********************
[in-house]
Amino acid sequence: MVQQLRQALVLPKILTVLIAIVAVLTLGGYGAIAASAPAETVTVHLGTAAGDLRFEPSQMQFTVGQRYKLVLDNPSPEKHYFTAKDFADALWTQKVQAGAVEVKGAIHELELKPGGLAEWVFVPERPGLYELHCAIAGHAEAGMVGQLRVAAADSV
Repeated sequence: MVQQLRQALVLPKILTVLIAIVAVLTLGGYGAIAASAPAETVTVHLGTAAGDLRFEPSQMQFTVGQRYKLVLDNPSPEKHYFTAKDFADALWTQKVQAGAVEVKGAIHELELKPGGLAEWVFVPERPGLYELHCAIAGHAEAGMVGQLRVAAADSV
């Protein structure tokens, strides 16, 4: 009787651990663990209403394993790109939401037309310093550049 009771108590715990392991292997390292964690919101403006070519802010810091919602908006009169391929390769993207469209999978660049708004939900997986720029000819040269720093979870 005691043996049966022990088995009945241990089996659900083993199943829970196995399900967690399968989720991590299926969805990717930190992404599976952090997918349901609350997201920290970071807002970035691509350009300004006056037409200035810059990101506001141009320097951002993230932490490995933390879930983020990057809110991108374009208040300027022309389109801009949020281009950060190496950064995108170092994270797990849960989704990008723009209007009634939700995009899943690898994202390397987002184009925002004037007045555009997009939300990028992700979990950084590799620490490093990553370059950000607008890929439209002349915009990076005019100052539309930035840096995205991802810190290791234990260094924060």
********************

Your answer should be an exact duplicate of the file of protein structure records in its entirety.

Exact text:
[in-house]
Amino acid sequence: MVQQLRQALVLPKILTVLIAIVAVLTLGGYGAIAASAPAETVTVHLGTAAGDLRFEPSQMQFTVGQRYKLVLDNPSPEKHYFTAKDFADALWTQKVQAGAVEVKGAIHELELKPGGLAEWVFVPERPGLYELHCAIAGHAEAGMVGQLRVAAADSV
Repeated sequence: MVQQLRQALVLPKILTVLIAIVAVLTLGGYGAIAASAPAETVTVHLGTAAGDLRFEPSQMQFTVGQRYKLVLDNPSPEKHYFTAKDFADALWTQKVQAGAVEVKGAIHELELKPGGLAEWVFVPERPGLYELHCAIAGHAEAGMVGQLRVAAADSV
């Protein structure tokens, strides 16, 4: 009787651990663990209403394993790109939401037309310093550049 009771108590715990392991292997390292964690919101403006070519802010810091919602908006009169391929390769993207469209999978660049708004939900997986720029000819040269720093979870 005691043996049966022990088995009945241990089996659900083993199943829970196995399900967690399968989720991590299926969805990717930190992404599976952090997918349901609350997201920290970071807002970035691509350009300004006056037409200035810059990101506001141009320097951002993230932490490995933390879930983020990057809110991108374009208040300027022309389109801009949020281009950060190496950064995108170092994270797990849960989704990008723009209007009634939700995009899943690898994202390397987002184009925002004037007045555009997009939300990028992700979990950084590799620490490093990553370059950000607008890929439209002349915009990076005019100052539309930035840096995205991802810190290791234990260094924060």